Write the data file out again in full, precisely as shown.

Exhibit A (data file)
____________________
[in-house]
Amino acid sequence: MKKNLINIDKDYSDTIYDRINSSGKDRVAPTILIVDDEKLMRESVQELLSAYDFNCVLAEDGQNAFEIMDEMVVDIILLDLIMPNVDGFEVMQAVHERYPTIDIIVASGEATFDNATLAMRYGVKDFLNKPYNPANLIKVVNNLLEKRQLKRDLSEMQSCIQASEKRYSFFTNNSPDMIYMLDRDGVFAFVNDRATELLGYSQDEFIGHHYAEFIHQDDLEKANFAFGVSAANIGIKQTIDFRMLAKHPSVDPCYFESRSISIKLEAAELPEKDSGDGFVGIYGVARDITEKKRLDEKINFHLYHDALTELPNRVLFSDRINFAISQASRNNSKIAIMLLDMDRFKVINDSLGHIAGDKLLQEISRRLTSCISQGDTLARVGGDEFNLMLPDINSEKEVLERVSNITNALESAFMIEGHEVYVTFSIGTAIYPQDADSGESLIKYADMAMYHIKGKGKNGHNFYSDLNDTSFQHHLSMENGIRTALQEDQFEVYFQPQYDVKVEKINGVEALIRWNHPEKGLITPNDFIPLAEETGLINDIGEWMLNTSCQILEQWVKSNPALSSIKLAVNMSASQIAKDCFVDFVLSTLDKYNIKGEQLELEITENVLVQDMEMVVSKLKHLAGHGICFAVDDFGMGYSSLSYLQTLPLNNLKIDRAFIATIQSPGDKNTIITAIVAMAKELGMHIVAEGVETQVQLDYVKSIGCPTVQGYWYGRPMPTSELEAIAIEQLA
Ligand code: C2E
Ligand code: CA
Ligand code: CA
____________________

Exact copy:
[in-house]
Amino acid sequence: MKKNLINIDKDYSDTIYDRINSSGKDRVAPTILIVDDEKLMRESVQELLSAYDFNCVLAEDGQNAFEIMDEMVVDIILLDLIMPNVDGFEVMQAVHERYPTIDIIVASGEATFDNATLAMRYGVKDFLNKPYNPANLIKVVNNLLEKRQLKRDLSEMQSCIQASEKRYSFFTNNSPDMIYMLDRDGVFAFVNDRATELLGYSQDEFIGHHYAEFIHQDDLEKANFAFGVSAANIGIKQTIDFRMLAKHPSVDPCYFESRSISIKLEAAELPEKDSGDGFVGIYGVARDITEKKRLDEKINFHLYHDALTELPNRVLFSDRINFAISQASRNNSKIAIMLLDMDRFKVINDSLGHIAGDKLLQEISRRLTSCISQGDTLARVGGDEFNLMLPDINSEKEVLERVSNITNALESAFMIEGHEVYVTFSIGTAIYPQDADSGESLIKYADMAMYHIKGKGKNGHNFYSDLNDTSFQHHLSMENGIRTALQEDQFEVYFQPQYDVKVEKINGVEALIRWNHPEKGLITPNDFIPLAEETGLINDIGEWMLNTSCQILEQWVKSNPALSSIKLAVNMSASQIAKDCFVDFVLSTLDKYNIKGEQLELEITENVLVQDMEMVVSKLKHLAGHGICFAVDDFGMGYSSLSYLQTLPLNNLKIDRAFIATIQSPGDKNTIITAIVAMAKELGMHIVAEGVETQVQLDYVKSIGCPTVQGYWYGRPMPTSELEAIAIEQLA
Ligand code: C2E
Ligand code: CA
Ligand code: CA